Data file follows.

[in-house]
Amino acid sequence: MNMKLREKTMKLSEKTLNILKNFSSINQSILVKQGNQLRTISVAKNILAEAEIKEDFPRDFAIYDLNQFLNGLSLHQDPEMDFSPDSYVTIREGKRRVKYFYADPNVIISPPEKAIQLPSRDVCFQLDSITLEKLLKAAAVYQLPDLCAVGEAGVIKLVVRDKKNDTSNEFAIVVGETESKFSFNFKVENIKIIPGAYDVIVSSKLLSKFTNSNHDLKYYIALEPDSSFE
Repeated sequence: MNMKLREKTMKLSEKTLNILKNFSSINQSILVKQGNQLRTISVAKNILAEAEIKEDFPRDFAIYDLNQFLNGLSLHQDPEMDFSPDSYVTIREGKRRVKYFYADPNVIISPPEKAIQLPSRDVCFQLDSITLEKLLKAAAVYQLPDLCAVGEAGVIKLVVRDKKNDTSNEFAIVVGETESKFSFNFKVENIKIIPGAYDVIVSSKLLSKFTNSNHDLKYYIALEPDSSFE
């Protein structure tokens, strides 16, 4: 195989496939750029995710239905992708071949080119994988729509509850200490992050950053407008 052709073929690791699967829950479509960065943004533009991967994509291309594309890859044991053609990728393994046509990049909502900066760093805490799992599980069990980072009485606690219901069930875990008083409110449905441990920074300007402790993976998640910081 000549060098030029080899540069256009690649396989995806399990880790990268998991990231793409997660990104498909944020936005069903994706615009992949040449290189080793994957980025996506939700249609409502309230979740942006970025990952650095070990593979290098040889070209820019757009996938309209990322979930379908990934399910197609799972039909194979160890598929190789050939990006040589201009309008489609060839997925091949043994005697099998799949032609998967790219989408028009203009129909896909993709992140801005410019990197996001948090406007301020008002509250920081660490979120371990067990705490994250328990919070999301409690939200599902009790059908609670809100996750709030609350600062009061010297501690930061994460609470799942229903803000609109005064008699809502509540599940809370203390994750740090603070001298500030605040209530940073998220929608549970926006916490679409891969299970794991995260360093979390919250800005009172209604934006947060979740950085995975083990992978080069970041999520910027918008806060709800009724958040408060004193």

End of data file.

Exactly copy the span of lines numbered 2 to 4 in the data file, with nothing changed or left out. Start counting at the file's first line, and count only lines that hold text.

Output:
Amino acid sequence: MNMKLREKTMKLSEKTLNILKNFSSINQSILVKQGNQLRTISVAKNILAEAEIKEDFPRDFAIYDLNQFLNGLSLHQDPEMDFSPDSYVTIREGKRRVKYFYADPNVIISPPEKAIQLPSRDVCFQLDSITLEKLLKAAAVYQLPDLCAVGEAGVIKLVVRDKKNDTSNEFAIVVGETESKFSFNFKVENIKIIPGAYDVIVSSKLLSKFTNSNHDLKYYIALEPDSSFE
Repeated sequence: MNMKLREKTMKLSEKTLNILKNFSSINQSILVKQGNQLRTISVAKNILAEAEIKEDFPRDFAIYDLNQFLNGLSLHQDPEMDFSPDSYVTIREGKRRVKYFYADPNVIISPPEKAIQLPSRDVCFQLDSITLEKLLKAAAVYQLPDLCAVGEAGVIKLVVRDKKNDTSNEFAIVVGETESKFSFNFKVENIKIIPGAYDVIVSSKLLSKFTNSNHDLKYYIALEPDSSFE
């Protein structure tokens, strides 16, 4: 195989496939750029995710239905992708071949080119994988729509509850200490992050950053407008 052709073929690791699967829950479509960065943004533009991967994509291309594309890859044991053609990728393994046509990049909502900066760093805490799992599980069990980072009485606690219901069930875990008083409110449905441990920074300007402790993976998640910081 000549060098030029080899540069256009690649396989995806399990880790990268998991990231793409997660990104498909944020936005069903994706615009992949040449290189080793994957980025996506939700249609409502309230979740942006970025990952650095070990593979290098040889070209820019757009996938309209990322979930379908990934399910197609799972039909194979160890598929190789050939990006040589201009309008489609060839997925091949043994005697099998799949032609998967790219989408028009203009129909896909993709992140801005410019990197996001948090406007301020008002509250920081660490979120371990067990705490994250328990919070999301409690939200599902009790059908609670809100996750709030609350600062009061010297501690930061994460609470799942229903803000609109005064008699809502509540599940809370203390994750740090603070001298500030605040209530940073998220929608549970926006916490679409891969299970794991995260360093979390919250800005009172209604934006947060979740950085995975083990992978080069970041999520910027918008806060709800009724958040408060004193």